I identify with Gary’s work. The connection with 1930s comic-strip art informs a lot of his work and mine. His characters (evoking the same era) are both innocent and menacing.
I share some of Gary’s obsessions, they make me nostalgic. But maybe because he is not old enough, his interest is not in nostalgia… he has darker motives. His compelling gestalt is the same as that of “fine art”, playing with mystery and ambiguity, with sly, deadpan, appealing humor. Dadaism was an anti-bourgeois anti-art movement. Gary’s art qualifies for that label, and it’s amazing that it finds expression in mainstream media. In fine art circles styles like Gary’s are called lowbrow or pop surrealism, at times confounding critics, but appealing to collectors. He deserves credit if his work is accepted by editors whose artistic acumen may be limited.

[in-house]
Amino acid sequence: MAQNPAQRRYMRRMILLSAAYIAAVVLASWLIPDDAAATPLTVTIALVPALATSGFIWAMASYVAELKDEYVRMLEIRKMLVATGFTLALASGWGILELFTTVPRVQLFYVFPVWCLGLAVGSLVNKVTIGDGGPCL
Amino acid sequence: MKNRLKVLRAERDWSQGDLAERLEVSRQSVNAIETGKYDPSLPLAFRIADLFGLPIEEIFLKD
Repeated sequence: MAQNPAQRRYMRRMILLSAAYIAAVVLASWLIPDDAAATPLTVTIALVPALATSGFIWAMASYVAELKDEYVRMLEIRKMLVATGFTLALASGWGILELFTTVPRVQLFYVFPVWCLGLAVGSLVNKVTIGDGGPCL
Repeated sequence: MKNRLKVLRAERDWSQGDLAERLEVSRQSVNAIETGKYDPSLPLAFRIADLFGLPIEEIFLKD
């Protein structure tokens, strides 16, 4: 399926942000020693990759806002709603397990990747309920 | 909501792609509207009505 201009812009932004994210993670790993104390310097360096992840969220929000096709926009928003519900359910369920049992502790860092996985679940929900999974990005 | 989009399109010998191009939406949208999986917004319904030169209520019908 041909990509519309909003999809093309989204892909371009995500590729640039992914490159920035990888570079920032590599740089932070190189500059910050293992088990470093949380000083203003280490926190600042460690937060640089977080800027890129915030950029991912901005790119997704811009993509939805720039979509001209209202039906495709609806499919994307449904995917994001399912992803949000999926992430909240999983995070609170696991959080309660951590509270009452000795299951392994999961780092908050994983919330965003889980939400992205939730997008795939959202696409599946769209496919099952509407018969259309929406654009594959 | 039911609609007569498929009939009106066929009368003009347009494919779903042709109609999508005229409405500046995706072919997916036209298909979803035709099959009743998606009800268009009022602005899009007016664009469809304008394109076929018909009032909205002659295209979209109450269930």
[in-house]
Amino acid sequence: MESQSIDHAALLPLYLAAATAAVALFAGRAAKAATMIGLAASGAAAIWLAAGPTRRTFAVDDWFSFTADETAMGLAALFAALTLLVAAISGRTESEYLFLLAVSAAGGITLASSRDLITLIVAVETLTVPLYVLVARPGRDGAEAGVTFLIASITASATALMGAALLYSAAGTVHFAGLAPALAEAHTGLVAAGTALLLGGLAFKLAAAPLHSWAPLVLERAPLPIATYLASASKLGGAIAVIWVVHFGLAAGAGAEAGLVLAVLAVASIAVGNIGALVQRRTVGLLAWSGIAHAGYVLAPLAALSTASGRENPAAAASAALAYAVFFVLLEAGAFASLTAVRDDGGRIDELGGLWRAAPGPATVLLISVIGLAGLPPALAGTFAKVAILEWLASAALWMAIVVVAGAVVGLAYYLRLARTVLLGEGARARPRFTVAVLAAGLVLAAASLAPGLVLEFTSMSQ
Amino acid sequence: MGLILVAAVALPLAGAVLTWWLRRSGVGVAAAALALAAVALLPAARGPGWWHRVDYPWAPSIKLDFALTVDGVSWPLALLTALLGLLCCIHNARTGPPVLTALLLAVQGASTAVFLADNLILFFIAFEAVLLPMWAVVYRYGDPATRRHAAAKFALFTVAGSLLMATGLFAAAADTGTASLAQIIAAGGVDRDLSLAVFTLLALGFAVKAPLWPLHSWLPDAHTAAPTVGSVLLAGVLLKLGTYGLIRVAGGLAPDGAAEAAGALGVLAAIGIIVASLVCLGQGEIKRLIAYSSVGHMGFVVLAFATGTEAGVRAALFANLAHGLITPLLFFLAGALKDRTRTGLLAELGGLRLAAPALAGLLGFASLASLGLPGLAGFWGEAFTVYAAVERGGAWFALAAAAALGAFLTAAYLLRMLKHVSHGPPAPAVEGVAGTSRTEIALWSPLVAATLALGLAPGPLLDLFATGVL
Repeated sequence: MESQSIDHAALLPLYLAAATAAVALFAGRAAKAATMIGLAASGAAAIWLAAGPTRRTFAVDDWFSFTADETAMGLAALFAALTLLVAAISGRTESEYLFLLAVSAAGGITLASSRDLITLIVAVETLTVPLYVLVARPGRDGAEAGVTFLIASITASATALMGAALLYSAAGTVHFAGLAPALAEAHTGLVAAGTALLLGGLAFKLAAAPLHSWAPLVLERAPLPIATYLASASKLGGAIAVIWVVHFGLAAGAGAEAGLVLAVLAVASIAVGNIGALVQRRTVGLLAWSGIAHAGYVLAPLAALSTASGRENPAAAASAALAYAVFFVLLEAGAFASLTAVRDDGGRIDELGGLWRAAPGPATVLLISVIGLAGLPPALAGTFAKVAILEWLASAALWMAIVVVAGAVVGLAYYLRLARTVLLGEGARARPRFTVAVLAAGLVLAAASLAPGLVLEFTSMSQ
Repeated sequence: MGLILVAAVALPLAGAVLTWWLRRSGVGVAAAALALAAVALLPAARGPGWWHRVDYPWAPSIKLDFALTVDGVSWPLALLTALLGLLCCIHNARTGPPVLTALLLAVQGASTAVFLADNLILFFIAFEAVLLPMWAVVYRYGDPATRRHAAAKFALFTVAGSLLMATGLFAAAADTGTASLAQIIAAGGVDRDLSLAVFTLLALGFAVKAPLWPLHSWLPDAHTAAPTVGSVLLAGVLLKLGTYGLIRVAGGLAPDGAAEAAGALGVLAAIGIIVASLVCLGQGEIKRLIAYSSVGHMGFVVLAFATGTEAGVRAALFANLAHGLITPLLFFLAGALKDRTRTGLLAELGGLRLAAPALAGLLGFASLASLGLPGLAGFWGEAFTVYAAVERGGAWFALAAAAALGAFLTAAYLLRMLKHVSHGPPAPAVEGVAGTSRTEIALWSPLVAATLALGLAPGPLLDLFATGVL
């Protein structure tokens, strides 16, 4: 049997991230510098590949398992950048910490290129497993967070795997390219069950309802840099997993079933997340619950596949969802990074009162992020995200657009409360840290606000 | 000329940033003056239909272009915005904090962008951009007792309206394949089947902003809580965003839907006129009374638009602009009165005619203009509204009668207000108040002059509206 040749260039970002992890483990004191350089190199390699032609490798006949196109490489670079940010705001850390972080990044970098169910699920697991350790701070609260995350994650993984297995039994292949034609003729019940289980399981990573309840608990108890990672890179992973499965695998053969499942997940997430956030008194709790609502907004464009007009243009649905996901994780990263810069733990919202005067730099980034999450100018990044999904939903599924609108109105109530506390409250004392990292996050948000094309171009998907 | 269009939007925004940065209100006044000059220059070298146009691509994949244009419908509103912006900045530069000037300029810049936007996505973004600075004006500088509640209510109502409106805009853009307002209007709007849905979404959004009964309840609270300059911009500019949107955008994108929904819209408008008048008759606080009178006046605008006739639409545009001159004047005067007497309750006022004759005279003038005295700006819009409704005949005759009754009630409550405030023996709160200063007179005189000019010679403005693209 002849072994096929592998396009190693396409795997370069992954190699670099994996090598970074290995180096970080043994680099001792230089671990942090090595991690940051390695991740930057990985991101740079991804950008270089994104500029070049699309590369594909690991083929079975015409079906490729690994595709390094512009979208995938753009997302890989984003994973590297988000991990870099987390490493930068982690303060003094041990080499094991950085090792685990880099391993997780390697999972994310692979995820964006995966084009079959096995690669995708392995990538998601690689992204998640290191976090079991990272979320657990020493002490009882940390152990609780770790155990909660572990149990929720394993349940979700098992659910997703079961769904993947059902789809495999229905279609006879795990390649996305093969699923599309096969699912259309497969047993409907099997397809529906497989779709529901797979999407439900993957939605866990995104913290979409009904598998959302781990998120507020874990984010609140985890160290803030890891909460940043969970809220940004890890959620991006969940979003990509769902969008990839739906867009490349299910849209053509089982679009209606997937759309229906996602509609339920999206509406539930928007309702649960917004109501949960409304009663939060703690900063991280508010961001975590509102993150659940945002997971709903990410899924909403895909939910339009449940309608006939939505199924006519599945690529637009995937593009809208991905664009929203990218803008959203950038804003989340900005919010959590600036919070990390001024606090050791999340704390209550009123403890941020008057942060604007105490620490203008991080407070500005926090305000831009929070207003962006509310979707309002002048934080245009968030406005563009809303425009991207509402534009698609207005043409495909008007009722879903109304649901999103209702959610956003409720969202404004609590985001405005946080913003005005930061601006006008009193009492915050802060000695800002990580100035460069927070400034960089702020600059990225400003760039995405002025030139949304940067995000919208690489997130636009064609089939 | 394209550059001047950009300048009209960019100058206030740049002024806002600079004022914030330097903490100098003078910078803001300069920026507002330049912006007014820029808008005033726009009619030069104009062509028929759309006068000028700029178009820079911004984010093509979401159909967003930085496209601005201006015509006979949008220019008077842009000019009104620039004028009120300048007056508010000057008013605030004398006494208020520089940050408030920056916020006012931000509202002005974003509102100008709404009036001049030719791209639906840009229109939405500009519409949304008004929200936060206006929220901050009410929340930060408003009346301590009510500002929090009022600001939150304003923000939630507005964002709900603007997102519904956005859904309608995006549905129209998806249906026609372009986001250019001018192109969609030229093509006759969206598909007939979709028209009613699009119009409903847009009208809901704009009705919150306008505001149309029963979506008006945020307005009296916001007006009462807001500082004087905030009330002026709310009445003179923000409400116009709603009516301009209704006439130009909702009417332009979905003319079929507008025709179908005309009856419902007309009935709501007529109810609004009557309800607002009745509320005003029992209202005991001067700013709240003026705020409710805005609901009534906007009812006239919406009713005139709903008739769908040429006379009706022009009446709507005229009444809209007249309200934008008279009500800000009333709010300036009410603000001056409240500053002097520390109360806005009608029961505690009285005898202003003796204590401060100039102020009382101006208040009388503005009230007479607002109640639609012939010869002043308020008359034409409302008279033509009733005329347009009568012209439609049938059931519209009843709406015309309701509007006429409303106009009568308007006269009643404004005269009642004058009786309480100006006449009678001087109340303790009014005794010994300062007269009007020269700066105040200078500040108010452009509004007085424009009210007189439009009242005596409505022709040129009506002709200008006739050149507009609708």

The surface of his work is often distressed. This patina is enhanced by his muted earth colors, that remind me of packages (again from the 1930s) that have knocked about all these years and ultimately wound up for sale in antique shops. This conceit is part of the style of other artist, but Gary’s imagination, style and content merge to make a beautiful whole. Besides I don’t know anyone else who makes pants to look like cucumbers.
Looking at Gary’s work, you will be drawn into an amazing parallel universe of deep despair and heavenly wonder.
Seymour Chwast, graphic designer, illustrator and director of the Pushpin Group.